In light of the Christchurch, New Zealand shooting that took place back on March 15th, 2019, Microsoft announced that they want to work with tech giants to suppress and censor any kind of “violent” or “toxic” content that they feel shouldn’t be spread, shared, or discussed online.
In a blog post made over on the Microsoft website by Microsoft president Brad Smith, who explained…
“Words alone are not enough. Across the tech sector, we need to do more. Especially for those of us who operate social networks or digital communications tools or platforms that were used to amplify the violence, it’s clear that we need to learn from and take new action based on what happened in Christchurch.”
Smith advocated for improving existing technology to better identify and classify extremist or violent content that needs to be censored and removed from the internet as quickly as possible, creating a blackout on the source of the information as quickly as possible.
Smith goes into more detail on how this would be accomplished, explaining that the tech giants would effectively become technocratic arbiters of content curation for all recorded and shared content that would be identified and quickly barred if it’s determined to be “extremist” or “violent” via machine-learning AI systems. Smith writes…
“First, we need to focus on prevention. We need to take new steps to stop perpetrators from posting and sharing acts of violence against innocent people. New and more powerful technology tools can contribute even more than they have already. We must work across the industry to continue advancing existing technologies, like PhotoDNA, that identify and apply digital hashes (a kind of digital identifier) to known violent content. We must also continue to improve upon newer, AI-based technologies that can detect whether brand-new content may contain violence. These technologies can enable us more granularly to improve the ability to remove violent video content. For example, while robust hashing technologies allow automated tools to detect additional copies already flagged as violent, we need to further advance technology to better identify and catch edited versions of the same video.”
But it doesn’t end there.
Microsoft also wants to pool resources with other tech giants, creating a globalized, one-tech-nation command center where they can initiate a protocol to remotely lockdown content deemed “violent” or “extreme” by the AI, a little bit like how in The Matrix the Architect was able to reconfigure events or influence outcomes for people through the mainframe without anyone even knowing what was going on. This was also discussed way before Microsoft announced their plans by various YouTubers such as Arch Warhammer.
Second, we need to respond more effectively to moments of crisis. Even with better progress, we cannot afford to assume that there will never be another tragedy. The tech sector should consider creating a “major event” protocol, in which technology companies would work from a joint virtual command center during a major incident. This would enable all of us to share information more quickly and directly, helping each platform and service to move more proactively, while simultaneously ensuring that we avoid restricting communications that are in the public interest, such as reporting from news organizations.”
Now this is a key thing to keep in mind here. Smith is saying that the general public should not be allowed to spread, share, discuss, or access this information independent or separate from what the AI allows them to access, nor should they be allowed to disseminate or propagate the information or content outside of what’s allowed on major mainstream news organizations, much like how the shooter’s manifesto and video are blocked from public access by New Zealand but mainstream media is allowed to share and discuss the contents.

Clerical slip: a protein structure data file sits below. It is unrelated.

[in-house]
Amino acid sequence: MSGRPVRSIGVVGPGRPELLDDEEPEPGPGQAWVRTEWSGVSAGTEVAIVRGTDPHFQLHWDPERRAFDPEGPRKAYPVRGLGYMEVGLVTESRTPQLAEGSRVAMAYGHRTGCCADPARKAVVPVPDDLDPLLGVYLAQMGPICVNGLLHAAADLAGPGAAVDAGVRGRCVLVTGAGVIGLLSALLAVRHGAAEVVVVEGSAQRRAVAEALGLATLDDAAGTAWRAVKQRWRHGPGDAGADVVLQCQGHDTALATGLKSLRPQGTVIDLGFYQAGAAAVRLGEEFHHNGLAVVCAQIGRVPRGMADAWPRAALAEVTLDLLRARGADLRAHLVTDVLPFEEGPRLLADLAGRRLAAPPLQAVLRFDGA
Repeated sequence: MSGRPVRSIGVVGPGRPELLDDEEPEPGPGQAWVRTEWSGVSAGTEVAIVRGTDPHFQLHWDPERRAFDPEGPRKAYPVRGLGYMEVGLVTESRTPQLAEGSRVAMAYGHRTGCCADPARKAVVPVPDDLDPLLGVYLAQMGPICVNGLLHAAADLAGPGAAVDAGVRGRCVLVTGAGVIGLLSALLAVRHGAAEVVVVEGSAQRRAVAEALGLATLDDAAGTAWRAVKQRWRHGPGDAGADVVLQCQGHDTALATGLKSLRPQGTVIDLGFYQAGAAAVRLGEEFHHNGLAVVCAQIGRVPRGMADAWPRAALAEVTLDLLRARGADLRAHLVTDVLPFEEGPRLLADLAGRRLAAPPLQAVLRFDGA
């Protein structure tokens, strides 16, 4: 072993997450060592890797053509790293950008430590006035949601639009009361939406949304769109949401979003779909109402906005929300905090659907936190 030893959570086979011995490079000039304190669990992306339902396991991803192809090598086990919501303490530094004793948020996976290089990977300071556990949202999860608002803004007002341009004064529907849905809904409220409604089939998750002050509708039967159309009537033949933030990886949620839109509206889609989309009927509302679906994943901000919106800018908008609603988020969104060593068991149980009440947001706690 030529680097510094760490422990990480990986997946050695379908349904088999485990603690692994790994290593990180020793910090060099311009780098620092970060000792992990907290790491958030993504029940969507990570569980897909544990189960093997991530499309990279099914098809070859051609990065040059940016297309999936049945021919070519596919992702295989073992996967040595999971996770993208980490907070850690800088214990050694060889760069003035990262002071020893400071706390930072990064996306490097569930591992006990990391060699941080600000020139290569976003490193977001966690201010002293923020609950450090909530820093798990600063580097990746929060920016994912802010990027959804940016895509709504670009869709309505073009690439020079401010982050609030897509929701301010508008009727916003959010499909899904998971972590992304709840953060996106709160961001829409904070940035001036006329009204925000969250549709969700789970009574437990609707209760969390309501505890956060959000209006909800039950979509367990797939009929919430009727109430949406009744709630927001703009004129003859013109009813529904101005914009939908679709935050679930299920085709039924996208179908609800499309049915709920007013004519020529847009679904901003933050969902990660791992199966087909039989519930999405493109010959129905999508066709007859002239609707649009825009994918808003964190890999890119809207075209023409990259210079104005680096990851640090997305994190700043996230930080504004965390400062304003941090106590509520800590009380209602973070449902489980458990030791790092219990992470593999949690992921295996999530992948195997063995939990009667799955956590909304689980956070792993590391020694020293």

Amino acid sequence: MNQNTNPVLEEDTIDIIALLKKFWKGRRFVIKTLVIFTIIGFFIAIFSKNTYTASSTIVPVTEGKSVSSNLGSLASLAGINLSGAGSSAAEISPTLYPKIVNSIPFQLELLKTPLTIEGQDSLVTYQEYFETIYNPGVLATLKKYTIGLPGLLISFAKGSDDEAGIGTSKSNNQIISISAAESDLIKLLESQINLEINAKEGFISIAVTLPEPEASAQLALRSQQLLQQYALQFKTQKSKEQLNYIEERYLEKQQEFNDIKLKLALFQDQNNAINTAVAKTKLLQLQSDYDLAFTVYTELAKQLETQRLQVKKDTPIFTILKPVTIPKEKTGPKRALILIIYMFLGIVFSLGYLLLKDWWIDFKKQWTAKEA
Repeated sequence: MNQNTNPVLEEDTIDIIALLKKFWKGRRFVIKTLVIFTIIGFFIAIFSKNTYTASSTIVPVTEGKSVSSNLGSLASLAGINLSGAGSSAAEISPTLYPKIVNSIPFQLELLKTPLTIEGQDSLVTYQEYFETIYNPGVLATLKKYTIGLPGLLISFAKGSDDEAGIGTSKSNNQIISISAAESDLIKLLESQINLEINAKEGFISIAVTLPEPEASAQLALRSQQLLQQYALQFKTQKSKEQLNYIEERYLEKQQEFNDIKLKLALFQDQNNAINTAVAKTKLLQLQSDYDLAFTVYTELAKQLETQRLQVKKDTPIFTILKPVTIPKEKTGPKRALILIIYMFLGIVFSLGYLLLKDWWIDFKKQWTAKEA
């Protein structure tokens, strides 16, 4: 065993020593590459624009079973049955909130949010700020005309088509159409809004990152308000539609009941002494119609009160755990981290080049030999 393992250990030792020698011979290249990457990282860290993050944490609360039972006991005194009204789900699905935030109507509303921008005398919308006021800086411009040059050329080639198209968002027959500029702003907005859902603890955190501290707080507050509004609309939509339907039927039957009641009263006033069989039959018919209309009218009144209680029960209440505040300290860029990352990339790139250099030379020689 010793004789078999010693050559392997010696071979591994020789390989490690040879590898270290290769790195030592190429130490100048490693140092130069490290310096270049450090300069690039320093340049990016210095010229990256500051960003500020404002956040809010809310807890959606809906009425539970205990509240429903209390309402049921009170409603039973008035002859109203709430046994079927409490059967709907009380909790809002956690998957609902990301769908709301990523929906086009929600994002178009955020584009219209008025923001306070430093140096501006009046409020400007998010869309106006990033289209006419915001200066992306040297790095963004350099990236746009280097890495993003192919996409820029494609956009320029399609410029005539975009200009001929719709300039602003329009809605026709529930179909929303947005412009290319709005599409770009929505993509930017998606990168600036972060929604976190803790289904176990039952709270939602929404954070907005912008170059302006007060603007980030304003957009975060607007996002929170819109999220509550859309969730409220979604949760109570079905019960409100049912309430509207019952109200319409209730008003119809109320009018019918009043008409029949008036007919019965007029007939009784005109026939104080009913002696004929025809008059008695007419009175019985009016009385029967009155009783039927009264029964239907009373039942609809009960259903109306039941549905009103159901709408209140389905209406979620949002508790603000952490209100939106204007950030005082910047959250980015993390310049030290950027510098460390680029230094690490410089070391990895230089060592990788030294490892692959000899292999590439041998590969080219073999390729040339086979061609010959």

The last bit focuses on Microsoft’s aim to work with other companies to fight against increasingly “toxic” discourse. Smith writes…
“Finally, we should work to foster a healthier online environment more broadly. As many have noted, while much of the focus in recent days rightly has been on the use of digital tools to amplify this violence, the language of hate has existed for decades and even centuries. Nonetheless, digital discourse is sometimes increasingly toxic. There are too many days when online commentary brings out the worst in people. While there’s obviously a big leap from hateful speech to an armed attack, it doesn’t help when online interaction normalizes in cyberspace standards of behavior that almost all of us would consider unacceptable in the real world.”
So here, Smith is talking about big tech working together to censor and stifle what they determine to be “hate speech”.
Keep in mind that hate speech is protected by the First Amendment in America. Hateful speech that incite calls to violence are considered unlawful, however. But that isn’t what Smith is talking about. He’s talking about “language of hate” and “toxic” discourse that would be determined by the likes of Microsoft, Google, Facebook, or Twitter. As we can already see in the case of Twitter, their censorship and policy enforcement oftentimes moves in one direction: against people who usually don’t agree with Leftist politics.
We usually see appeals for civility as the excuse to increase censorship of the internet. If Microsoft’s plan does go through and they manage to coalesce with Facebook, Twitter, and Google on stricter content sharing policies and digital social interactions, then they’ll basically be caring out exactly what the Christchurch shooter wanted. He specifically pointed out in his manifesto that his plan was to accelerate censorship and gun control policies in order to sow discord and division among politically demarcated groups in hopes of eventually inciting a civil race war.
(Thanks for the news tip s_fnx)